Mapping Congo’s Militarized Mines

 
Congolese soldier - Jason Stearns

The National Defense Authorization Act for Fiscal Year 2010, signed into law yesterday by President Obama, has been making news because of all the things left out of it, including billions of dollars in cuts to expensive weapons systems. But for those of concerned with the role of conflict minerals financing armed groups and military units in eastern Congo, tucked away in this law is a modest but crucial step forward. Thanks to an amendment by Rep. Jim McDermott (D-WA), section 1252 (search for "mineral-rich zones sec. 1252") of the legislation calls for the State and Defense Departments to work together to “produce a map of mineral-rich zones and areas under the control of armed groups in the Democratic Republic of the Congo.” The U.S. government is tasked to work with U.N. and NGO experts to produce the map and keep it regularly updated.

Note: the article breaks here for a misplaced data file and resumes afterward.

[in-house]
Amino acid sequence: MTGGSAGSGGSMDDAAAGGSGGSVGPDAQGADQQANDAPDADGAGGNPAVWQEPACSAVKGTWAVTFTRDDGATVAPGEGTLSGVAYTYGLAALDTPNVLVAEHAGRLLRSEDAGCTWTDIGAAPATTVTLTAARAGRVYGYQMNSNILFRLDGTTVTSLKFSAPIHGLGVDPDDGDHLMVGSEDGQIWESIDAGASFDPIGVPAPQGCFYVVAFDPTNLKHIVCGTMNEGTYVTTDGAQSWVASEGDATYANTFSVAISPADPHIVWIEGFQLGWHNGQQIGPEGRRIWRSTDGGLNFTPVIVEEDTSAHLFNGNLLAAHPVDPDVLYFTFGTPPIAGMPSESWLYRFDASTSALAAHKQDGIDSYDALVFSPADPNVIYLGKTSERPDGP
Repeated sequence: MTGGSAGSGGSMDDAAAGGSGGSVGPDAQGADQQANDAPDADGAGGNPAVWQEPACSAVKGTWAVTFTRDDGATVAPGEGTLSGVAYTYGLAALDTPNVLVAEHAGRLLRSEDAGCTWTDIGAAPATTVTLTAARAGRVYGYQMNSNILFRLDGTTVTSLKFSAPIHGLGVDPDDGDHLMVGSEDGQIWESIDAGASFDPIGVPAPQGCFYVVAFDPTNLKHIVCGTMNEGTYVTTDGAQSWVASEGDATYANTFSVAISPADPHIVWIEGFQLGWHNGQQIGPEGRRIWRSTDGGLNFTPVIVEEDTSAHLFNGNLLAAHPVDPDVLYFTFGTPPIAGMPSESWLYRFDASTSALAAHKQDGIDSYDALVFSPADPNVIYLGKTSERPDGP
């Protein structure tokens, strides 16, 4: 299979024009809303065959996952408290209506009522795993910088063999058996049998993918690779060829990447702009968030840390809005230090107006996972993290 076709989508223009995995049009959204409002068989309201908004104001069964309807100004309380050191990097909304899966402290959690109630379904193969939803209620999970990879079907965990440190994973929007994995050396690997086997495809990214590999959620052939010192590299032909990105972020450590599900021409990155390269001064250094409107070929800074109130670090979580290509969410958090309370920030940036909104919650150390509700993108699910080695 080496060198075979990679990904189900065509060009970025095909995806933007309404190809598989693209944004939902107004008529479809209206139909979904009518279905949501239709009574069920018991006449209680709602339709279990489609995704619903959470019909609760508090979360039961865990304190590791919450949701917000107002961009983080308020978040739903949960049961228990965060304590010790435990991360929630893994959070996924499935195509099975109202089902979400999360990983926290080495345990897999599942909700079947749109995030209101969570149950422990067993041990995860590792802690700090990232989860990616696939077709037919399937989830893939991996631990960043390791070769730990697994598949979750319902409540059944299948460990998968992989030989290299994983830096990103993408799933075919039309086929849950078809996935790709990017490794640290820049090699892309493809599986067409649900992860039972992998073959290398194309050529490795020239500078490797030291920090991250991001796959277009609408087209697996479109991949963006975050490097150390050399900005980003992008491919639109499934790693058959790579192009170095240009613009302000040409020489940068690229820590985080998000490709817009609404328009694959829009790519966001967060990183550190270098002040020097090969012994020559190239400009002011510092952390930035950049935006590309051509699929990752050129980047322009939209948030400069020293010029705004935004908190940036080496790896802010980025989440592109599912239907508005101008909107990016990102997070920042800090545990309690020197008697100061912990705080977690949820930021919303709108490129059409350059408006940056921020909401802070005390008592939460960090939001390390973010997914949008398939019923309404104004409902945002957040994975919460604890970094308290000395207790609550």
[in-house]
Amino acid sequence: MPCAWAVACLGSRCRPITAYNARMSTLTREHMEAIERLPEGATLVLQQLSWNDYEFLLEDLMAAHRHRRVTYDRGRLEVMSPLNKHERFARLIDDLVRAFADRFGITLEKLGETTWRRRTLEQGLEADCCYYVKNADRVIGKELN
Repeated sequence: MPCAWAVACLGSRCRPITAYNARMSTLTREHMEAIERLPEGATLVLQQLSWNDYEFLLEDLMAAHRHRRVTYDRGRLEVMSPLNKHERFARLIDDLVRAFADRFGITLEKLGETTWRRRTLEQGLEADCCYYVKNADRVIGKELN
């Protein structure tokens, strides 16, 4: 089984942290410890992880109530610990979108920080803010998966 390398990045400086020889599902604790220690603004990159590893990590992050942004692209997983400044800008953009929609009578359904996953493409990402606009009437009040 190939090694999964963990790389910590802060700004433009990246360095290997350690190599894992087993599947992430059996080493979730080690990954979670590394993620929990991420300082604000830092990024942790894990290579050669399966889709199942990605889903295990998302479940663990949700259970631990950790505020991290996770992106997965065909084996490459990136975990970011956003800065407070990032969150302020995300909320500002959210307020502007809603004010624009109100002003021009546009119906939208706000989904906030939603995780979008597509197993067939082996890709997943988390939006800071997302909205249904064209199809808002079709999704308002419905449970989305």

The idea of a mapping exercise to better monitor who controls key mines in eastern Congo is not new. The U.N. Group of Experts, tasked with monitoring Congo’s arms embargo, included mapping of mines as a key recommendation in its 2008 report, which was then taken up by the Belgian research group IPIS. They published an online map of militarized mining sites based upon field research they conducted in conjunction with a number of Congolese organizations this past summer. The vast technical resources and know-how of the State and Defense Departments will certainly augment such efforts. Because the context in eastern Congo remains so fluid, a map that shows which armed groups control which mines at a static point in time will only be so useful, but increasing the transparency of the trade is a crucial precondition for excluding rights abusers from the supply chain and helping to shift the market for minerals toward legitimate sources.

 

Photo: Congolese soldier on patrol. (Courtesy of Jason Stearns)

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